Review of The Good Dirt – Xanthe White

Posted: December 20, 2017 in nonfiction, Review

In The Good Dirt, landscape designer Xanthe White goes beneath the surface to reveal the secrets to successful gardening. As the title suggests, this book is all about the soil we find in our garden and more particularly how we can maximize its growing potential.

If you’ve ever wondered why some plants thrive in one location but struggle in your own backyard you’ll be likely to find explanations in the soil below. Xanthe White examines the five main soil types found in New Zealand and offers advice on how to get the best from each one by working in harmony with nature.

Complete with ingredients guides for each soil type and ideas and design features to enhance its fertility, this is an essential companion for anyone looking to establish a new garden or improve their existing one.

Random House New Zealand

Supplied by Penguin Random House New Zealand

Reviewed by Jacqui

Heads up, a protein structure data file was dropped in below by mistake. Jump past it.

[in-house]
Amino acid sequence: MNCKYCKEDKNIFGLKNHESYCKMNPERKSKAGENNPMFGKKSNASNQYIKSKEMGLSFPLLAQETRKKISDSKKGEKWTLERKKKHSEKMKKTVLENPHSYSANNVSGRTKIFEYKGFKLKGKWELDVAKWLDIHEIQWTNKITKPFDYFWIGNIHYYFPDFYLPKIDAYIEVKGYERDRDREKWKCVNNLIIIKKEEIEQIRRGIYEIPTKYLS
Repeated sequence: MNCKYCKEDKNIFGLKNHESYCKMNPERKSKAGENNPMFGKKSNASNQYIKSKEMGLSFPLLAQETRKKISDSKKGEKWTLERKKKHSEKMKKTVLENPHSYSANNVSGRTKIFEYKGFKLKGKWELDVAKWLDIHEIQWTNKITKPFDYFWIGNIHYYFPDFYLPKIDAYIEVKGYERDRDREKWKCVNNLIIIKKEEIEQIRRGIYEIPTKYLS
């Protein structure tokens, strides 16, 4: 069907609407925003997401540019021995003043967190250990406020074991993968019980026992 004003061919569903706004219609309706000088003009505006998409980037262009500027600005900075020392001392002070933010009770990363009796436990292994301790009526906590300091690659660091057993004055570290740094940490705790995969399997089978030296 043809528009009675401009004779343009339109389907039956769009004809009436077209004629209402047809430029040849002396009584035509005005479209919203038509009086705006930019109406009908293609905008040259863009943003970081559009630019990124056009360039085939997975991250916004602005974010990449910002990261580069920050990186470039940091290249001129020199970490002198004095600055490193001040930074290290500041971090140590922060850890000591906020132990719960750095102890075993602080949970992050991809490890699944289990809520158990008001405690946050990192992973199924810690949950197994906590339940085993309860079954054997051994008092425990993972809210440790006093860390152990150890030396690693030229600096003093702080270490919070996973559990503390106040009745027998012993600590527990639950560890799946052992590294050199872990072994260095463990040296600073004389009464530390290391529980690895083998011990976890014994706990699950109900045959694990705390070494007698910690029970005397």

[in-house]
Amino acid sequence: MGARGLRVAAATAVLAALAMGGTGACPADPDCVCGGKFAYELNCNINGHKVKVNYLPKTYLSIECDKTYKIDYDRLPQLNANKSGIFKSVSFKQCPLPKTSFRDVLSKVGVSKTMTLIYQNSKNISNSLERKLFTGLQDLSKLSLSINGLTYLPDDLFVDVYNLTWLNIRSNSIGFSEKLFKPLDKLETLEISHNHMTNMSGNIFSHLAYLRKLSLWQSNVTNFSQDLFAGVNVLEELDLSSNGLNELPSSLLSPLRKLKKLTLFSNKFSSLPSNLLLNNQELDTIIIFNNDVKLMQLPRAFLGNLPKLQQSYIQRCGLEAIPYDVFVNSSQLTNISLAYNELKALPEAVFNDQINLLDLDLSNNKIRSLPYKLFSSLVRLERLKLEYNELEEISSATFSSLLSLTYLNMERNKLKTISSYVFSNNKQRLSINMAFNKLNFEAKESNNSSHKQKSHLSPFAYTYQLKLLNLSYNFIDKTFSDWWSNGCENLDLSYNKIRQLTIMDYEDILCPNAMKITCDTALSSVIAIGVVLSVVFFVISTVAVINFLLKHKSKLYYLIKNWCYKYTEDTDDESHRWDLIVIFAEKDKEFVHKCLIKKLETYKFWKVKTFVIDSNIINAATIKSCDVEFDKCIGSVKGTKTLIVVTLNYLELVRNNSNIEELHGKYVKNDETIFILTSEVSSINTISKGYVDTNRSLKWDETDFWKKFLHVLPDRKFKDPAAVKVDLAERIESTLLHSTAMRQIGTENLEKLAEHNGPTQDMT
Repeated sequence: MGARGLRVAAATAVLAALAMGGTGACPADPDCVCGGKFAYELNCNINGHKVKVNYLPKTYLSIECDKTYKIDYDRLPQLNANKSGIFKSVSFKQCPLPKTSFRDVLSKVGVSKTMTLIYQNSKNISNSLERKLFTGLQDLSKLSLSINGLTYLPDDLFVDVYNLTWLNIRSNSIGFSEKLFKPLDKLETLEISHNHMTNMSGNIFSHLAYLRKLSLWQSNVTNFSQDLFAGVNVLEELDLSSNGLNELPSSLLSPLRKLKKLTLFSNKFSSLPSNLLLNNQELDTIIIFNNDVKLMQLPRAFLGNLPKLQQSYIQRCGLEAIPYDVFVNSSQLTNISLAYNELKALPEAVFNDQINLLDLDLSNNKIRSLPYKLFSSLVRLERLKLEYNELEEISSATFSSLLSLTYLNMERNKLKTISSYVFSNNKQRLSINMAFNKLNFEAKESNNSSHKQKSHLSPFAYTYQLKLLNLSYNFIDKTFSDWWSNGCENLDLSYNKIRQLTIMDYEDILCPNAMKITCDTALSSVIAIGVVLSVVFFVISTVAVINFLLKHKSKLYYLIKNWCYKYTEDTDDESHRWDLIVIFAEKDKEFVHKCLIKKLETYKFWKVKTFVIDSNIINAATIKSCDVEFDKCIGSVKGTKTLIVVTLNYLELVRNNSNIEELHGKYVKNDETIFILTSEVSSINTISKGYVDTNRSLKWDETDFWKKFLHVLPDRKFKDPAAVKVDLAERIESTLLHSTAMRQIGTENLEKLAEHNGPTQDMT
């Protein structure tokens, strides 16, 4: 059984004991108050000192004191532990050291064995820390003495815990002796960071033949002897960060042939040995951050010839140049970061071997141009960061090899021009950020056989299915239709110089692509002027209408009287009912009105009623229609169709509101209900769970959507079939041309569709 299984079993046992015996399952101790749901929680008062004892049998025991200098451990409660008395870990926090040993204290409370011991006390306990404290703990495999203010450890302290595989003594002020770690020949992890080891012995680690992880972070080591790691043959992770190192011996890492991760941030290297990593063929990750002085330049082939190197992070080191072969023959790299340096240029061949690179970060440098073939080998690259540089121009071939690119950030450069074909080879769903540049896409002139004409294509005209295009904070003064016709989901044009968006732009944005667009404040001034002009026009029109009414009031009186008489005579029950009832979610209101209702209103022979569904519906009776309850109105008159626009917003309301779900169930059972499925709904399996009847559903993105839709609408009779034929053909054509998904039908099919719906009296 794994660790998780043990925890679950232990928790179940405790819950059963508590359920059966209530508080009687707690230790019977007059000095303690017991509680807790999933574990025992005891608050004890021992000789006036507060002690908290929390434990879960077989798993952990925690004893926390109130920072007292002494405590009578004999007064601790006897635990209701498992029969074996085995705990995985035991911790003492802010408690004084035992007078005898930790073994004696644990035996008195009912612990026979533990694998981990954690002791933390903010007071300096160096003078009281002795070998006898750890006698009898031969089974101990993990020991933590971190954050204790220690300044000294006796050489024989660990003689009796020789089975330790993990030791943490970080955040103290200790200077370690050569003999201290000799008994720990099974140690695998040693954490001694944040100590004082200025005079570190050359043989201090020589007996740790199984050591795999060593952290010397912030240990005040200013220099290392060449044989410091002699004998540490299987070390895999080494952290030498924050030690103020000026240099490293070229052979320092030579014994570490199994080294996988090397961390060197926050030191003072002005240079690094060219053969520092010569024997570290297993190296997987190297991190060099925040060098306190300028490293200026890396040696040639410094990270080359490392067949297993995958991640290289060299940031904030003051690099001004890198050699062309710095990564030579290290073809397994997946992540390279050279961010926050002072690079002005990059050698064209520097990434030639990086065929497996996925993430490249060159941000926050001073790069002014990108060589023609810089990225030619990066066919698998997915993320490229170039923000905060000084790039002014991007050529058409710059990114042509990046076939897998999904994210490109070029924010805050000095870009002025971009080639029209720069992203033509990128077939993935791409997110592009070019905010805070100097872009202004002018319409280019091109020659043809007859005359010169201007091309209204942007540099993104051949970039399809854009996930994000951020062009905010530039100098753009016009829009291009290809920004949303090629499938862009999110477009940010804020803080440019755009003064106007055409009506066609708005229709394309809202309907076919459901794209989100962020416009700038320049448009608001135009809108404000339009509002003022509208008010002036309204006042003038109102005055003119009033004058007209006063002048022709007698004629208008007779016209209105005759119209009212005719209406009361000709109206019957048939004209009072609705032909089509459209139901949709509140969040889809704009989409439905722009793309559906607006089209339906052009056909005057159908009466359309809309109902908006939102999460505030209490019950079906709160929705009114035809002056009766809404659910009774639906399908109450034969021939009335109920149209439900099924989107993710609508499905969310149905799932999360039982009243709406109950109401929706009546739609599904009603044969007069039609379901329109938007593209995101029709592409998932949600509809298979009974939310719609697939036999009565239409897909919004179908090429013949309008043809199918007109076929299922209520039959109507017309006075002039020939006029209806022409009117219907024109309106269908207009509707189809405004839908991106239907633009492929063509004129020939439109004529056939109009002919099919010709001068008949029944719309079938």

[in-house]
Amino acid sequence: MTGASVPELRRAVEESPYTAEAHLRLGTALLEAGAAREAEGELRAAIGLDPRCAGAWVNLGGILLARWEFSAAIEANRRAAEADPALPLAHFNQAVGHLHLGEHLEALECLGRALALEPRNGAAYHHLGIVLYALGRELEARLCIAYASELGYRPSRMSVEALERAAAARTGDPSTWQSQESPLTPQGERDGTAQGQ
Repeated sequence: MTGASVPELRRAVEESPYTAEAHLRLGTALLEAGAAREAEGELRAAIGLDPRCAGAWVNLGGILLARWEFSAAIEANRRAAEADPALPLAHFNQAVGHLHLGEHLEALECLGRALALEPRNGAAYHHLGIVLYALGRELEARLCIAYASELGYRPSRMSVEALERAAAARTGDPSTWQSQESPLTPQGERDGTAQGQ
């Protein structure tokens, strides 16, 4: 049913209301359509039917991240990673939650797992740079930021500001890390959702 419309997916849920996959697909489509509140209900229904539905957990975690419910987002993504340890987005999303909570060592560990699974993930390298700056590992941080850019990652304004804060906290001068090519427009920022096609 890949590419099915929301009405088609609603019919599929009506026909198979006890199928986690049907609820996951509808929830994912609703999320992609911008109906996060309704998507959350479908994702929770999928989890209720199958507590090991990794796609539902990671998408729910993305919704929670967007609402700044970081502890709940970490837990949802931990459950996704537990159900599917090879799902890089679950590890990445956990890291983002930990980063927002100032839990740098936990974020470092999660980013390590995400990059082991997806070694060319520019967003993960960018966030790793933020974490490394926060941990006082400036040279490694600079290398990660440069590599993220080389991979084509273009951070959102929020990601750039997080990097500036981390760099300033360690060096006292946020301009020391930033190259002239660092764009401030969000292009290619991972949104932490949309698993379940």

Okay, now this is something different. It’s a gardening book, and I have a few of those; but it’s also intended to be a science book. It is a book about the science of soil, specifically about New Zealand soils, which are notoriously deficient in a whole bunch of nutrients.

Now, I’m hardly an expert in the field, but I do have a background in both science and education, and I have to say that this work is somewhat inadequate in both departments. The author is a landscape gardener, and clearly very experienced in her field, but I can sense a certain lack of depth to her understanding of the geology and chemistry that underlie soil science.

The book is organised by the types of soils; but what is missing is the section at the beginning that describes soil types, how they come about, and how to tell them apart so you know what you’re dealing with. I have misgivings as a science educator when terms like pH are used without explanation, because I know that many people have forgotten what chemistry they learned in high school, and some won’t even got far enough to have come across that concept.

There’s a lot of wordage given over to anecdotal material, which might be interesting, but isn’t always relevant. It all seems a bit superficial.

If you’re looking for the good dirt on New Zealand dirt, this book might entertain you for a while, but I think you’d soon be looking elsewhere for something more solid.

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